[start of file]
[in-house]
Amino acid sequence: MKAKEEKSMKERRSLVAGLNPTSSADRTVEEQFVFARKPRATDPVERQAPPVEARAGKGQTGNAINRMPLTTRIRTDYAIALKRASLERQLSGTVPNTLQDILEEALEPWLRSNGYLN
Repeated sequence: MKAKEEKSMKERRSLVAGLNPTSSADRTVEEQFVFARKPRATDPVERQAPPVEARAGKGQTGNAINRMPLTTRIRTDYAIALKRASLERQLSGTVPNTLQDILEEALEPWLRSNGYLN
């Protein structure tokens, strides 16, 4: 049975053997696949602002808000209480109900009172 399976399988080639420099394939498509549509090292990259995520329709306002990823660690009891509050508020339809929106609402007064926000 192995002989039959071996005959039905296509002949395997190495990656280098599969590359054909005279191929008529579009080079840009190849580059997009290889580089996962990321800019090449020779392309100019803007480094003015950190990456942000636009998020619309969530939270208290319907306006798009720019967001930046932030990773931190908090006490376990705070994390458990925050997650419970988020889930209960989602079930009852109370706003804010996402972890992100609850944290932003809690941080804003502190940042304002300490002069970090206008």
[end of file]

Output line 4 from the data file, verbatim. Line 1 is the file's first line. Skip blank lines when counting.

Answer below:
């Protein structure tokens, strides 16, 4: 049975053997696949602002808000209480109900009172 399976399988080639420099394939498509549509090292990259995520329709306002990823660690009891509050508020339809929106609402007064926000 192995002989039959071996005959039905296509002949395997190495990656280098599969590359054909005279191929008529579009080079840009190849580059997009290889580089996962990321800019090449020779392309100019803007480094003015950190990456942000636009998020619309969530939270208290319907306006798009720019967001930046932030990773931190908090006490376990705070994390458990925050997650419970988020889930209960989602079930009852109370706003804010996402972890992100609850944290932003809690941080804003502190940042304002300490002069970090206008």